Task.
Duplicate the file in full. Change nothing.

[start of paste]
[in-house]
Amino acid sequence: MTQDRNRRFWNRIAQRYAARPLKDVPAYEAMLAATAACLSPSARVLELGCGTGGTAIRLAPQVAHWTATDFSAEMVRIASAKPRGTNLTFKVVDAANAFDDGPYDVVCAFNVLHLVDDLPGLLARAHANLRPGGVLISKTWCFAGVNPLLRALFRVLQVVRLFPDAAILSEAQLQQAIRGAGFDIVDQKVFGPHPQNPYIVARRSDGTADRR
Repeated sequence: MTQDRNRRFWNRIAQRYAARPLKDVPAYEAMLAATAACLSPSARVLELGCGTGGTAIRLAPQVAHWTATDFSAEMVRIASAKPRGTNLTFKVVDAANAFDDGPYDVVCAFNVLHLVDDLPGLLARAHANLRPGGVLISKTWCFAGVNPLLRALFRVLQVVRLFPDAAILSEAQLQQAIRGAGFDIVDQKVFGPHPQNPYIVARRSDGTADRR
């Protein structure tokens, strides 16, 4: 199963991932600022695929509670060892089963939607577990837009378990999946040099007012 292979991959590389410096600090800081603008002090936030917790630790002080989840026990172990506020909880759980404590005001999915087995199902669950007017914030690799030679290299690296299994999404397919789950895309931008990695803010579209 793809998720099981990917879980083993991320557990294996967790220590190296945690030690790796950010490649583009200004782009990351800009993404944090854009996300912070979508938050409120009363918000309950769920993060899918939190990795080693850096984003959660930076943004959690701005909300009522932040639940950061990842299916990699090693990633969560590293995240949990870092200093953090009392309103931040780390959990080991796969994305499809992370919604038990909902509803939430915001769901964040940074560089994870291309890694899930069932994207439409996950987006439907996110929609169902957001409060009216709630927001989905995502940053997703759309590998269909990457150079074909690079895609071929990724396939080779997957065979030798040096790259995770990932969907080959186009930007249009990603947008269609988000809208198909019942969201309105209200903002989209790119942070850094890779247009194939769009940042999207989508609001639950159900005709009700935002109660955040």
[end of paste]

[in-house]
Amino acid sequence: MTQDRNRRFWNRIAQRYAARPLKDVPAYEAMLAATAACLSPSARVLELGCGTGGTAIRLAPQVAHWTATDFSAEMVRIASAKPRGTNLTFKVVDAANAFDDGPYDVVCAFNVLHLVDDLPGLLARAHANLRPGGVLISKTWCFAGVNPLLRALFRVLQVVRLFPDAAILSEAQLQQAIRGAGFDIVDQKVFGPHPQNPYIVARRSDGTADRR
Repeated sequence: MTQDRNRRFWNRIAQRYAARPLKDVPAYEAMLAATAACLSPSARVLELGCGTGGTAIRLAPQVAHWTATDFSAEMVRIASAKPRGTNLTFKVVDAANAFDDGPYDVVCAFNVLHLVDDLPGLLARAHANLRPGGVLISKTWCFAGVNPLLRALFRVLQVVRLFPDAAILSEAQLQQAIRGAGFDIVDQKVFGPHPQNPYIVARRSDGTADRR
């Protein structure tokens, strides 16, 4: 199963991932600022695929509670060892089963939607577990837009378990999946040099007012 292979991959590389410096600090800081603008002090936030917790630790002080989840026990172990506020909880759980404590005001999915087995199902669950007017914030690799030679290299690296299994999404397919789950895309931008990695803010579209 793809998720099981990917879980083993991320557990294996967790220590190296945690030690790796950010490649583009200004782009990351800009993404944090854009996300912070979508938050409120009363918000309950769920993060899918939190990795080693850096984003959660930076943004959690701005909300009522932040639940950061990842299916990699090693990633969560590293995240949990870092200093953090009392309103931040780390959990080991796969994305499809992370919604038990909902509803939430915001769901964040940074560089994870291309890694899930069932994207439409996950987006439907996110929609169902957001409060009216709630927001989905995502940053997703759309590998269909990457150079074909690079895609071929990724396939080779997957065979030798040096790259995770990932969907080959186009930007249009990603947008269609988000809208198909019942969201309105209200903002989209790119942070850094890779247009194939769009940042999207989508609001639950159900005709009700935002109660955040």